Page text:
One of the state’s most powerful legislators will be the Democratic nominee for lieutenant governor based on results released Saturday night by the state elections office.
With most of the vote in, Rep. Sylvia Luke, who controlled the state’s budget as chair of the House Finance Committee, had 35% of the vote shortly after polls closed Saturday. She led contenders Ikaika Anderson 25.3%, Keith Amemiya 21.7%, and Sherry Menor-McNamara 9.8%, according to the state Office of Elections.
“Right, now I’m just ecstatic,” Luke said in a phone interview. “I’m just so thankful to the state and to the voters of Hawaii for the support that I’ve had.”
Anderson wouldn’t concede the race and told Hawaii News Now “We’ve got a long night ahead of us.”
Luke endured a massive attack campaign mounted by the super PAC Be Change Now, which is backed by the local construction industry. Be Change Now spent more than $3 million supporting Anderson’s campaign and attacking Luke’s.
It’s the same group that propelled Lt. Gov. Josh Green to his current office in 2018.
Luke said her nomination is a “clear indication that voters saw through the negative campaign ads.”
Luke also had outside financial support from the Hawaii Government Employees Association, the University of Hawaii Professional Assembly and the Plumbers and Pipefitters Local 675.
In the Republican primary, Seaula Tupa’i appeared to be in the lead with 38.7% of the vote. Rob Burns had 30.7% and Tae Kim had 11.2%.
Most eyes were on the four-way race for the Democratic nomination to be the state’s second-in-command. Many lieutenant governors, like Green, eventually run for governor or use the position as a stepping stone to higher office, like US Sens. Brain Schatz and Mazie Hirono.
All four of the candidates expressed at least some interest in leading their own initiatives alongside the next governor. The top issue for most was affordable housing.
Luke also wanted to speed housing development and the building of more preschool classrooms. Anderson also wanted to tackle homelessness. Menor-McNamara, the president of the Chamber of Commerce Hawaii, also had plans to develop workforce initiatives. Amemiya campaigned on a platform of tackling housing and public corruption.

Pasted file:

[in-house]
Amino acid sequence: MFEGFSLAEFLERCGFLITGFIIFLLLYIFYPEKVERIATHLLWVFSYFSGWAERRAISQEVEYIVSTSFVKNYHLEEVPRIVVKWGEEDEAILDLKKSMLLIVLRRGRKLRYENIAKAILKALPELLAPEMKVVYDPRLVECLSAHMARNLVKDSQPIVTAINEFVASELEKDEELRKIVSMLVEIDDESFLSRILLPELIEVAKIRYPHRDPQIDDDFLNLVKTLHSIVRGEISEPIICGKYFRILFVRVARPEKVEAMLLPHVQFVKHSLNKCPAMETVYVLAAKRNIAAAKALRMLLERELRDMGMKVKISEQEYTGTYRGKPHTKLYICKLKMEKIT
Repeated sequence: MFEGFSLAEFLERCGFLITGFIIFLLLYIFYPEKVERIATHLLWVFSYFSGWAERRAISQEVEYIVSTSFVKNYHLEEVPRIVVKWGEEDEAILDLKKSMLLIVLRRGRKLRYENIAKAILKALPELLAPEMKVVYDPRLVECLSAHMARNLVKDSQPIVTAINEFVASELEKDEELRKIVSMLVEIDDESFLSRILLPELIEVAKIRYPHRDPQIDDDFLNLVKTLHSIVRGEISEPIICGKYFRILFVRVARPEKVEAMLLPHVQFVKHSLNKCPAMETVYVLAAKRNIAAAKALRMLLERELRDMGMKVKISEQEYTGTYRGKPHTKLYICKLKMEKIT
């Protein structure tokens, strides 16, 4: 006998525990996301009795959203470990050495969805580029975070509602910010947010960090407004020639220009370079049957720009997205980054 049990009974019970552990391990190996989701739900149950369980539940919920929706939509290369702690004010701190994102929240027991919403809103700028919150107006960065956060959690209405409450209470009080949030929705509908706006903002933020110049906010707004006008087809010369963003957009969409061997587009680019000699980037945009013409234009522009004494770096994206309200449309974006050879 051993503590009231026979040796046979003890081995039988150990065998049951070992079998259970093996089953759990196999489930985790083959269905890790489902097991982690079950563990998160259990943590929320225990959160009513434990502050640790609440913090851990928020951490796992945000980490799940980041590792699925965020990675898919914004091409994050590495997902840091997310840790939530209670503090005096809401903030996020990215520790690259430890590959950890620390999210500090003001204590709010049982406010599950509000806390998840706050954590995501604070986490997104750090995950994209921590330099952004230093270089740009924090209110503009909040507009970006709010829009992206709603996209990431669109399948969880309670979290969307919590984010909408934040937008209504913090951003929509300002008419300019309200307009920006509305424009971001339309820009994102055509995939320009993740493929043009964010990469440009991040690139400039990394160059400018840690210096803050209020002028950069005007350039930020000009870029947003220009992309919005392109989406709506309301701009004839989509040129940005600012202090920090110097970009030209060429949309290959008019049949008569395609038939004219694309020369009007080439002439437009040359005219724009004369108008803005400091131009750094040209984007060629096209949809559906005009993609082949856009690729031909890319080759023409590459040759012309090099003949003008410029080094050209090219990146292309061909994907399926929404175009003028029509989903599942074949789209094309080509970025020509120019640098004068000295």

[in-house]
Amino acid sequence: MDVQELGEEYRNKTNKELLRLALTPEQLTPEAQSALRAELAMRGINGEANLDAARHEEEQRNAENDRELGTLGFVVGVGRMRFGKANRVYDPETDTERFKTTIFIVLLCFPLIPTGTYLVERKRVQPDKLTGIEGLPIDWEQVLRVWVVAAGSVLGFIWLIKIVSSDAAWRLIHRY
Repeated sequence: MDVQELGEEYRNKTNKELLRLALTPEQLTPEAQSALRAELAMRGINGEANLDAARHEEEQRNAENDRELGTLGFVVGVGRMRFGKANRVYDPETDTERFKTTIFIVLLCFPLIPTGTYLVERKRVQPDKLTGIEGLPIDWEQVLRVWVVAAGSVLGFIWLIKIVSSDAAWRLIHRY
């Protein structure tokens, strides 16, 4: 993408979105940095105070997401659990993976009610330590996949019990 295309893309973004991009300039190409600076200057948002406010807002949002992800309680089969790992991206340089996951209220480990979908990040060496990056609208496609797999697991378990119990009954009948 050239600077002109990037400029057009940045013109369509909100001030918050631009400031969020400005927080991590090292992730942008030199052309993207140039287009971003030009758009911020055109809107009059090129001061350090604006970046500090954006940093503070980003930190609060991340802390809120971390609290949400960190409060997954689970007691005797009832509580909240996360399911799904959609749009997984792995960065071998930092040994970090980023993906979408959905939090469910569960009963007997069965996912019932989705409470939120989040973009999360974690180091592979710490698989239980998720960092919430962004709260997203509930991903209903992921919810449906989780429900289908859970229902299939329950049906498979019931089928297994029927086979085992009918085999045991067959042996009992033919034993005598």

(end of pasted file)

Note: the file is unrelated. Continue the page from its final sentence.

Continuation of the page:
Throughout the election season, polls from various media outlets as well as the candidates’ own internal polling showed a wide open race in which all the candidates lacked name recognition among a broad, statewide audience.
Anderson and Amemiya each spent more than $830,000 on their campaigns, but Anderson had outside assistance from the Be Change Now super PAC of more than $2 million in paid advertising.
But Luke, who spent years amassing a campaign war chest as a state legislator, led the field in fundraising. Her campaign for her spent more than $1 million during the election season.
The negative advertising focused on Luke’s campaign donations in 2017 from former Navatek CEO Martin Kao, who along with two other executives were indicted on federal conspiracy charges in February.
Recent ads also tied Luke to Milton Choy, the wastewater executive who bribed two state lawmakers and is at the center of an ongoing federal investigation. Luke returned more than $25,000 worth of donations from Choy and his associates to the state.
Luke railed against super PACs at a press conference on Wednesday, where she called on the Legislature to crack down on such groups and require them to provide more disclosure on where their money comes from.
“We’re at a low point in the history of Hawaii’s elections,” Luke said.
The state’s ability to limit super PAC spending and contributions to those groups is limited by a 2010 US Supreme Court decision called Citizens United.
Amemiya and Menor-McNarama did not attract that kind of outside money. Super PACs did not play a role in the Republican primary race.
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George is Digismak’s reported cum editor with 13 years of experience in Journalism